‘It was a nightmare’: 12-year-old boy is on the mend after third NW Florida shark attack in 2013

Shark Attack

12-year-old Zachary Standridge stands with his father, Scot Standridge. Katie Standridge, Zachary's mother, said the football playing Tennessee boy is now learning to throw with his left hand.

Published: Tuesday, October 8, 2013 at 14:41 PM.

The remnants of Tropical Storm Karen may have played a role in an apparent shark attack in Destin on Saturday.

A 12-year-old boy was taken by ambulance to Fort Walton Beach Medical Center after being bitten in the Gulf of Mexico behind the Silver Beach Towers in Destin.

George Burgess and his staff at the International Shark Attack File at the University of Florida study shark attacks worldwide. He said he did not know enough information about the incident to determine the culprit, but that bull sharks are often the offenders in this area, because they like the warm, dirty waters of the Gulf.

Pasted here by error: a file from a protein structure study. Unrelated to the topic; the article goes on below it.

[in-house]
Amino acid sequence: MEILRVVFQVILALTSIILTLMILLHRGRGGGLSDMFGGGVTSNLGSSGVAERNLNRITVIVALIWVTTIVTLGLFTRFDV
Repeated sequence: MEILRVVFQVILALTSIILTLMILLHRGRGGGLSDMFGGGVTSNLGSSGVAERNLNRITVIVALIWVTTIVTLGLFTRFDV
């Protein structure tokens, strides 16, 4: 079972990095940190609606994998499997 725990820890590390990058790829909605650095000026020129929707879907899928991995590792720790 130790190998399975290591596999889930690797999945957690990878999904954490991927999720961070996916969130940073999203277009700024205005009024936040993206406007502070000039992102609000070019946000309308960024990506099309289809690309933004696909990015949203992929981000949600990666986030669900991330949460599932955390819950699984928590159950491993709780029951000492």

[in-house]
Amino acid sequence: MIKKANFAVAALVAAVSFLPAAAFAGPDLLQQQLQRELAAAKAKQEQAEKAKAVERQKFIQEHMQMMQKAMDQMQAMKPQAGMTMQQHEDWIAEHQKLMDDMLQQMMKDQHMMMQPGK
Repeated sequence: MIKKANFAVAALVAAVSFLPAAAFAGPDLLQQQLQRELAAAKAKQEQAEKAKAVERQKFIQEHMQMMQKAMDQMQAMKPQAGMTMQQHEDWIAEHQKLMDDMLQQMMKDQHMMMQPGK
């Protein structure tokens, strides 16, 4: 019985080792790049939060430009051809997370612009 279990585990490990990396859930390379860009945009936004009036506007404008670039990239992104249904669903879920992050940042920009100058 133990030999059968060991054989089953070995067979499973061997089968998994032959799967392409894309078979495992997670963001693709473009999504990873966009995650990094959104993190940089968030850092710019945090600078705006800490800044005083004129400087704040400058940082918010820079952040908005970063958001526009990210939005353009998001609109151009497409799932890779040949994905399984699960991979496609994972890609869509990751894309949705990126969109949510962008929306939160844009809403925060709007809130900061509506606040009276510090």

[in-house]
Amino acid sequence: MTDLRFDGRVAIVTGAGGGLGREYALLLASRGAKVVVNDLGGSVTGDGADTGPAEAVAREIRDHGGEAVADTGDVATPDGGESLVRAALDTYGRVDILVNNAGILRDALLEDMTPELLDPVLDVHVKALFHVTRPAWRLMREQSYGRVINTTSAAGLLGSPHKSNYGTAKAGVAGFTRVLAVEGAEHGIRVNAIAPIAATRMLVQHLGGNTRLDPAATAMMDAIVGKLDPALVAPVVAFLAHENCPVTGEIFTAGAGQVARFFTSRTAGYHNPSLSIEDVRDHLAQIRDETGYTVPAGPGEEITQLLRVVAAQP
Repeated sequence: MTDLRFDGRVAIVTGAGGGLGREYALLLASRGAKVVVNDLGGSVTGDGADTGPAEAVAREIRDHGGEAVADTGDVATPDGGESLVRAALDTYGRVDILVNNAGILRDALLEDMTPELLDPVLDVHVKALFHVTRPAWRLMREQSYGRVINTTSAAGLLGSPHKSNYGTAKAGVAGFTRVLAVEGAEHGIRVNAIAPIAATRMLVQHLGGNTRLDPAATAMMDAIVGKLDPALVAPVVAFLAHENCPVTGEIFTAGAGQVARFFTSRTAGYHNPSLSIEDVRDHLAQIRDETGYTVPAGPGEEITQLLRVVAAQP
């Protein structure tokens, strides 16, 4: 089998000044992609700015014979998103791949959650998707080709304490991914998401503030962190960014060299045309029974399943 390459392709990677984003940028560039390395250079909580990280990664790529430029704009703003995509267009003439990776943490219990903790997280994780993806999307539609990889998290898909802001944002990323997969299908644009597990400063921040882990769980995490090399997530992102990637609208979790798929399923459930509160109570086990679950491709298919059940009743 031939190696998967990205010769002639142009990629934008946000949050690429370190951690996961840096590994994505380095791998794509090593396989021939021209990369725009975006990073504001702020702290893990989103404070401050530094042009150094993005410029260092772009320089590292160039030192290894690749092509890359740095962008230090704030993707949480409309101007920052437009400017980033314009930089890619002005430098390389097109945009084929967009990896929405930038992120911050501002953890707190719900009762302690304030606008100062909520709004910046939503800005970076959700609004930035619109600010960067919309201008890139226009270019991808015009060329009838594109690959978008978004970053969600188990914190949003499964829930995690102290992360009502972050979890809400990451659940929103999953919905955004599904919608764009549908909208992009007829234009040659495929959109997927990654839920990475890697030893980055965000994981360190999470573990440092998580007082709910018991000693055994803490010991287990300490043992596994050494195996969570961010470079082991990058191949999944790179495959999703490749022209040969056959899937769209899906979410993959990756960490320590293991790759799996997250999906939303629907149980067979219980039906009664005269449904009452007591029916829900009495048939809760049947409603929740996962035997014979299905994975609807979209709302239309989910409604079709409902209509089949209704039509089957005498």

Lack of visibility in the water is one condition that can directly affect a shark's likelihood to attack a human. Destin’s beaches were particularly churned up Saturday with double red flags flying as a result of Tropical Storm Karen. When the water is murky, like area waters have been much of this summer due to heavy rains and sediment runoff, sharks can get confused and are unable to distinguish between humans and other creatures in the water.

"In some cases, sharks are simply out looking to go for an appropriate-sized food item, and the human might represent that when in the water," Burgess said.

Burgess said the most common shark attack is what he called a "hit and run," in which a shark bites a human, and then quickly flees after realizing the person is larger than the prey they seek. Standridge's attack didn't seem to fit into that mold, Burgess said, due to the severity of the wounds and the presence of a second wound.

Despite the low visibility in Emerald Coast waters this summer, Saturday's attack was the first in Okaloosa County this year. However, it’s the third such incident in Northwest Florida this summer.



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